Is it particularly Swedish in character? The world certainly has fantasy’s usual generically Northern European aesthetic. Usually I tend away from pronouncing nations and cultures to inherently be a certain way, but the story’s effective lack of dialogue can’t help but be reminiscent of those smiling, sexless figures you get in IKEA how-to guides, or the little comic books you get with LEGO sets. In both examples, as with Brothers, words are substituted by broad, slapstick-style physicality.
There’s any number of fantasy comparisons you could make with Brothers. It’s got plenty of The Hobbit overtones, sharing more than a few of its palette of characters and beasts. In the field of gaming, it bears comparison to Zelda: Ocarina of Time – still the GOAT – given its cosy fantasy aesthetic leavened with some genuinely sombre moments. But to say a fantasy work is like another fantasy work doesn’t tell you much, even given the badge of quality that is mentioning it in the same breath as Ocarina.
If you’ll permit me an incredibly left-field comparison, the game it’s most like is Nintendo’s hyperactive minigame-rush Wario Ware. It has the pared-down control scheme of the analogue stick and one button, and moreover, it has the series of discreet challenges, puzzles, and encounters, each of which you have to wrap your head around fairly sharpish and with minimal clues. Again, it’s relying on being intuitive enough that you’ll grasp it almost immediately, and if you’ve been paying attention it’s likely succeeded.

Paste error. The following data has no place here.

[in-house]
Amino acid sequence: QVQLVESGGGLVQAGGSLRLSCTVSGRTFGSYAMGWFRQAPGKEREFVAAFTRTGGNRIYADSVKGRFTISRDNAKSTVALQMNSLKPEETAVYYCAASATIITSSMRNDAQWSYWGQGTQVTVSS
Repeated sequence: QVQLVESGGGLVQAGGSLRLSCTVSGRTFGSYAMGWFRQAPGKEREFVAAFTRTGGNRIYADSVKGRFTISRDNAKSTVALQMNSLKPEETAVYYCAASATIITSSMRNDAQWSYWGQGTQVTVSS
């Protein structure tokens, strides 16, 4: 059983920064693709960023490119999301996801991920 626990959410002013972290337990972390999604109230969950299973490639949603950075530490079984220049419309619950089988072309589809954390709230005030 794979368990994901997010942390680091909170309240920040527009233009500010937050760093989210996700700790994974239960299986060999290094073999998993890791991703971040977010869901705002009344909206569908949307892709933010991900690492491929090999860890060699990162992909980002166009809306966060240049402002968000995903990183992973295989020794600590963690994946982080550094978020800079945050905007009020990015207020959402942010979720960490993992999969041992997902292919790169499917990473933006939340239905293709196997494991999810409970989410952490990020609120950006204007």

On the subject of Nintendo, while Brothers was originally a PC title, it may be uniquely well-suited for the Switch. Not because the handheld mode particularly adds anything, but because, being a game with two player characters, it was always begging for a co-op mode, and the Switch’s two-part controller lets a second player jump in and out on the fly.
If nothing else, this makes the gameplay a bit more manageable – not that controlling both characters yourself is unmanageable, but it can get fiddly at times, so getting in a friend is a welcome break. The trend in gaming for a while now has been separate people in separate buildings playing on separate consoles, and anything which bucks this and has the players on the same sofa gets my nod.
The trend of bringing years-old games to the Switch can occasionally seem a little risible. One thinks of that console’s version of Skyrim, the ninth or tenth iteration of that particular title. But Brothers: A Tale Of Two Sons is such a natural fit for the Switch that it’s easy to look past its age and just enjoy the experience as the story sweeps you away.
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On a lazy afternoon sometime, take a run through this little slice of escapism. You won’t be disappointed.